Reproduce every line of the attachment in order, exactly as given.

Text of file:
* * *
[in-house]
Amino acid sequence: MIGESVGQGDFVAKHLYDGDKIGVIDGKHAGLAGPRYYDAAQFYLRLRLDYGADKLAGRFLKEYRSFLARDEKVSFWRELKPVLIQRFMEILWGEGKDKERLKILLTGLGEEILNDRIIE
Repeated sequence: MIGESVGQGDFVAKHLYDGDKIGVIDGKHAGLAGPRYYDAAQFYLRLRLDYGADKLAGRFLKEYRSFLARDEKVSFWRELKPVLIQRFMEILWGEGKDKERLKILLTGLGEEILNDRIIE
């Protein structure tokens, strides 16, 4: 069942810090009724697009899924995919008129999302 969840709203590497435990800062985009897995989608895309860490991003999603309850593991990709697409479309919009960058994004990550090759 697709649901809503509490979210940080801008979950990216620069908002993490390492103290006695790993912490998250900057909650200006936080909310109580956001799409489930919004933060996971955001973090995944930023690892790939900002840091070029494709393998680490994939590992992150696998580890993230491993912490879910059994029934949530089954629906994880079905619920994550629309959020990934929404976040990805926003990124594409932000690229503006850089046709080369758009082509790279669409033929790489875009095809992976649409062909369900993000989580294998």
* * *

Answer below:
[in-house]
Amino acid sequence: MIGESVGQGDFVAKHLYDGDKIGVIDGKHAGLAGPRYYDAAQFYLRLRLDYGADKLAGRFLKEYRSFLARDEKVSFWRELKPVLIQRFMEILWGEGKDKERLKILLTGLGEEILNDRIIE
Repeated sequence: MIGESVGQGDFVAKHLYDGDKIGVIDGKHAGLAGPRYYDAAQFYLRLRLDYGADKLAGRFLKEYRSFLARDEKVSFWRELKPVLIQRFMEILWGEGKDKERLKILLTGLGEEILNDRIIE
């Protein structure tokens, strides 16, 4: 069942810090009724697009899924995919008129999302 969840709203590497435990800062985009897995989608895309860490991003999603309850593991990709697409479309919009960058994004990550090759 697709649901809503509490979210940080801008979950990216620069908002993490390492103290006695790993912490998250900057909650200006936080909310109580956001799409489930919004933060996971955001973090995944930023690892790939900002840091070029494709393998680490994939590992992150696998580890993230491993912490879910059994029934949530089954629906994880079905619920994550629309959020990934929404976040990805926003990124594409932000690229503006850089046709080369758009082509790279669409033929790489875009095809992976649409062909369900993000989580294998």